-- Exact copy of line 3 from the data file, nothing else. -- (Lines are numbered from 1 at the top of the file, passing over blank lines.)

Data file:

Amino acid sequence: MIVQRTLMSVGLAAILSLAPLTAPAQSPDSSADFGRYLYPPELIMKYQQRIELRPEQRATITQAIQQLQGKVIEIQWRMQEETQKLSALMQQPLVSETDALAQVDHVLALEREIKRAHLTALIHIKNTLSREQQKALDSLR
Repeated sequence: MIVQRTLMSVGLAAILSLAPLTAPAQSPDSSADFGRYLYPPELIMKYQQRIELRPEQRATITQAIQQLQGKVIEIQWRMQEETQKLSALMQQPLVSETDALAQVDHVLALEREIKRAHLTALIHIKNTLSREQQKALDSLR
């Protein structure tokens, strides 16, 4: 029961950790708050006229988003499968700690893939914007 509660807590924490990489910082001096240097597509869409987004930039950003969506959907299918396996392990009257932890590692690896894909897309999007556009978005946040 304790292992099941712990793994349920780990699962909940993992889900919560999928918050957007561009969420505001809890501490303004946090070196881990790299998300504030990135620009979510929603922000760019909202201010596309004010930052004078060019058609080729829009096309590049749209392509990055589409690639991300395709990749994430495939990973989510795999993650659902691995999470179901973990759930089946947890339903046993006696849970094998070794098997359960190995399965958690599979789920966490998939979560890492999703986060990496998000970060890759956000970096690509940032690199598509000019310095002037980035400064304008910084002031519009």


């Protein structure tokens, strides 16, 4: 029961950790708050006229988003499968700690893939914007 509660807590924490990489910082001096240097597509869409987004930039950003969506959907299918396996392990009257932890590692690896894909897309999007556009978005946040 304790292992099941712990793994349920780990699962909940993992889900919560999928918050957007561009969420505001809890501490303004946090070196881990790299998300504030990135620009979510929603922000760019909202201010596309004010930052004078060019058609080729829009096309590049749209392509990055589409690639991300395709990749994430495939990973989510795999993650659902691995999470179901973990759930089946947890339903046993006696849970094998070794098997359960190995399965958690599979789920966490998939979560890492999703986060990496998000970060890759956000970096690509940032690199598509000019310095002037980035400064304008910084002031519009």